Tuesday, August 11, 2015

Cool summer rain.

A very rainy day is very good for the garden, even if the various creatures around the property don't appreciate it nearly as much. The beans very much needed the rain, as they were starting to wilt a bit after the hail followed by a few hot dry days. Right now the beans are all doing well enough, and we're enjoying watching them grow. The bush beans, while they don't look nearly as good have a good crop already on the plant that look like they're just about ready to pick. Having preserved green beans for the winter is always a nice thing.

Over the weekend thanks to help from a friend we were able to get the whole big L shaped bed fully weeded, and get a lot of weeding done elsewhere. It's good to see the ground looking good, and the plants doing well. What you can't see in the photo Right is that the garlic is doing great, and is about ready to come out of the ground as soon as we have 3 dry days in a row. I do think that if we'd had, or made the time to do the weeding regularly things would be doing better in the garden. As the Lady of the House said though, one of the things that is really nice about gardening is that you can see the product of your work. Whether or not that's all perfect, you can say I did this. 
In the case of this year what we can say we did is not weed enough, so the garden is doing ok not great. But what we can be very proud of, though it is hard to see most of the time, is the quality of the soil. How do I know the soil is good? The worms are everywhere! When we were weeding the worms were multiple per foot, and HUGE. The soil wasn't nearly this good when we got here. Some of it is that we have a big advantage with the rabbits, and part of it I think is that we have done our best to take care of the soil with amendments when needed, minimizing damage to it, and just, growing a variety of plants in it.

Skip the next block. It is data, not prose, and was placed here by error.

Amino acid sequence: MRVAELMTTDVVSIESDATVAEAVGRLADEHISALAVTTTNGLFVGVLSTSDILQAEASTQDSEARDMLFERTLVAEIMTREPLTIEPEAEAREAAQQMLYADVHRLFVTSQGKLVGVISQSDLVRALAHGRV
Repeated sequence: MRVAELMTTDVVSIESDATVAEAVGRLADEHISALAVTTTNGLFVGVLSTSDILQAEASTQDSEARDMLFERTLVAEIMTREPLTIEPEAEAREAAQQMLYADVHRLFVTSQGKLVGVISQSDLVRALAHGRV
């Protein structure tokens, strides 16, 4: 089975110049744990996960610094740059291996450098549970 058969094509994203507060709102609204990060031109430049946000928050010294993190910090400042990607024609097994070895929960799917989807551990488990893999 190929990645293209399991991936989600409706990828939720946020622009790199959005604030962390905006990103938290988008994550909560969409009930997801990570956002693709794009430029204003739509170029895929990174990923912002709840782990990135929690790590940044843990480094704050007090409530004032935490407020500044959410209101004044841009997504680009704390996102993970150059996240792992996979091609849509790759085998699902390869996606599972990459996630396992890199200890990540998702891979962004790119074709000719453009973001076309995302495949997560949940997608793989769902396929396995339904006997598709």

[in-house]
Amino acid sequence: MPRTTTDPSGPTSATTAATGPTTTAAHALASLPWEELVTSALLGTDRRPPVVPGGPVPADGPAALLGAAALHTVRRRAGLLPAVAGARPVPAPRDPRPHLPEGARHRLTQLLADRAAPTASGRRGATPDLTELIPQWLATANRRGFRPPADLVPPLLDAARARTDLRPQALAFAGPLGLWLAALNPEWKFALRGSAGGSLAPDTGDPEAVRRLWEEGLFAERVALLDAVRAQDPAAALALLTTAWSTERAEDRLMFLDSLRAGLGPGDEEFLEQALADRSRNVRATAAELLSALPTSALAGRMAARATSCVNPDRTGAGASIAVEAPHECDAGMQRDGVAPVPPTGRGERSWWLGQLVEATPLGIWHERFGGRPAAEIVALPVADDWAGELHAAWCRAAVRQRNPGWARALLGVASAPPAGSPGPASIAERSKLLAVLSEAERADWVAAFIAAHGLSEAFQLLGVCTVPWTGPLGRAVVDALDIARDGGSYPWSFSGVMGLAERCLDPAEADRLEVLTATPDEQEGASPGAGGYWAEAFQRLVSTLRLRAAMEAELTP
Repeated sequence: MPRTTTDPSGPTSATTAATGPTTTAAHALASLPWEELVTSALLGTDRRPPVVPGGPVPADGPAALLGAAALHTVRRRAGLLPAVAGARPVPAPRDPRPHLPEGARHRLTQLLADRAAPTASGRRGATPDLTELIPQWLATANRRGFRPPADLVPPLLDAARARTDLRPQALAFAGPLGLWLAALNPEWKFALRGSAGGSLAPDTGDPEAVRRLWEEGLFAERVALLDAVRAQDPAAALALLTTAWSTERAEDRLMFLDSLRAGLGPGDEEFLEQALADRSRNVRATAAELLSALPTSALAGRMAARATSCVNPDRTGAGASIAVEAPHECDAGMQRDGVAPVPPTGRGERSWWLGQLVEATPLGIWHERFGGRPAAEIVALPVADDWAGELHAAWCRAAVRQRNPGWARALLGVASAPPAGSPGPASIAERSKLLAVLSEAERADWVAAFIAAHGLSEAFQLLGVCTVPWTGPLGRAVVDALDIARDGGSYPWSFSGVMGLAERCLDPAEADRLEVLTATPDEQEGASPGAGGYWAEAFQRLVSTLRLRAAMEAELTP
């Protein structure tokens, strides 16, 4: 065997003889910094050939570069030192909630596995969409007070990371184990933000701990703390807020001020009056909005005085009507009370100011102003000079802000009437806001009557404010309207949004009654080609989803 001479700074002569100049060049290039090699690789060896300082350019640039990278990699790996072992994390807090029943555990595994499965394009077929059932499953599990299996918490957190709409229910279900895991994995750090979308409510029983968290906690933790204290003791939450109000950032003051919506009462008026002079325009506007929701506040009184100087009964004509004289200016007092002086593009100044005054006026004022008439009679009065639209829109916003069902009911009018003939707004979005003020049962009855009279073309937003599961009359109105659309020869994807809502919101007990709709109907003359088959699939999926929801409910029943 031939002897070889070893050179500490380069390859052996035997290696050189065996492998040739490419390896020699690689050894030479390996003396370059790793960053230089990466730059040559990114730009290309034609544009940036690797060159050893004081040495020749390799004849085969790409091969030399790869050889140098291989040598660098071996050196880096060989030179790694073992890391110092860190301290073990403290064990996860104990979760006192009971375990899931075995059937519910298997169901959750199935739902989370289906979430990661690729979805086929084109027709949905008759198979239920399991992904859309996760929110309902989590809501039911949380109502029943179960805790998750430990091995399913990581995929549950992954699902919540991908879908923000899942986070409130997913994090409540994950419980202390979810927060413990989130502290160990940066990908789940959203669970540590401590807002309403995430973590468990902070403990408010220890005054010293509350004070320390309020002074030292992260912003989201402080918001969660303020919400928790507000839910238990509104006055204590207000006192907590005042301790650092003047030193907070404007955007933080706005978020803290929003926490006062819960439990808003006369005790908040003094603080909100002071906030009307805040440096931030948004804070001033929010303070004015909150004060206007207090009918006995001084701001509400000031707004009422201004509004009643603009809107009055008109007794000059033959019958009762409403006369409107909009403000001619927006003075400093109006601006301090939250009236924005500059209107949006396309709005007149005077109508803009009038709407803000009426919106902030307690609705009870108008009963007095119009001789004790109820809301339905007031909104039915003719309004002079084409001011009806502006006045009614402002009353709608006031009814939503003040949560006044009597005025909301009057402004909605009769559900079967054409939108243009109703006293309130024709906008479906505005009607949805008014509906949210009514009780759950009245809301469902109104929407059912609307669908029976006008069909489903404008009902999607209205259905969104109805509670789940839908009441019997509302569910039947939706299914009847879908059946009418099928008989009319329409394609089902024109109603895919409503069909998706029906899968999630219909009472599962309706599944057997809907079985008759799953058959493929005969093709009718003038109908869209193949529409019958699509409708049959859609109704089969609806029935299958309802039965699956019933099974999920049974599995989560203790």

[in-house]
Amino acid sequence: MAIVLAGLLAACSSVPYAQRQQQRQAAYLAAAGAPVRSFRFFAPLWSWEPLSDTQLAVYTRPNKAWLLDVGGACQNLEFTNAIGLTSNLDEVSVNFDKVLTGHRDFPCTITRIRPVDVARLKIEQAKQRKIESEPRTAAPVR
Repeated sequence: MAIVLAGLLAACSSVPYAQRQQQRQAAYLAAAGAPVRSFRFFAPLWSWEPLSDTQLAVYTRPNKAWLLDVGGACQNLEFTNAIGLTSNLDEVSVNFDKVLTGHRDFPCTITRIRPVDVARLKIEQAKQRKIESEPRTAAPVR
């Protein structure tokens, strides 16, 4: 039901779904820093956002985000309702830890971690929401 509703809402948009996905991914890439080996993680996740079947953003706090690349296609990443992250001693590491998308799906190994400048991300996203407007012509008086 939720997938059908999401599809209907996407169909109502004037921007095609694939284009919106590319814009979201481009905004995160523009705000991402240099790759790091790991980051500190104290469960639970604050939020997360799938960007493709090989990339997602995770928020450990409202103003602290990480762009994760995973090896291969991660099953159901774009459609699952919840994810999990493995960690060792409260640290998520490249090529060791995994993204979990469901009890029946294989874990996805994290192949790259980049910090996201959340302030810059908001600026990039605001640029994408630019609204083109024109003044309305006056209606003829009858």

I've been thinking about how to make better use of a lot of our land, and we are likely to have a lot of changes going on around the homestead in preparation for next year, both on the garden side, and the livestock side. On the garden side I'm looking at terracing some of the steeper slope that gets good sunlight, and has a LOT of weeds growing in it. While the bees are doing well because of letting goldenrod and ragweed grow, it isn't helping us either with feeding the rabbits, or me not sneezing my brains out (thanks ragweed). If we turn some of the hard slopes into terraced growing areas using some of the old salvaged wood I think that will do well for us.
The changes to the care of the livestock is both a bit more obvious, and going to take more thought. The obvious is, the predators are too much to do the full bore free ranging we like doing with the chickens, and it just isn't working out. When thinking about ethical livestock care you have to think about and balance safety, health, stimulation, happiness, and production. I promise you, a chicken getting run down by a fox, or having its friends eaten day by day isn't a happy chicken. Fear isn't good for a creature, human, or otherwise. With the construction of the new coop that the turkeys are voluntarily using sometimes (ok, only when it rains, but still, they're going on without being chased!) and the damage done by the fox, we're going to be shifting the chicken location again. Thanks to the salvage work that I did in Spring, we have a lot of T posts and fencing, so we're going to go ahead and fence in a large area for the chickens to be in, and yet have some protection. We'll see how things work out precisely, but I have some preliminary planning going on in my head about how to make sure the chickens have plenty of space, safety, and that we're preparing for future changes to our operation. Hopefully I'll be able to give you all some more concrete information as soon as it comes out of my head.

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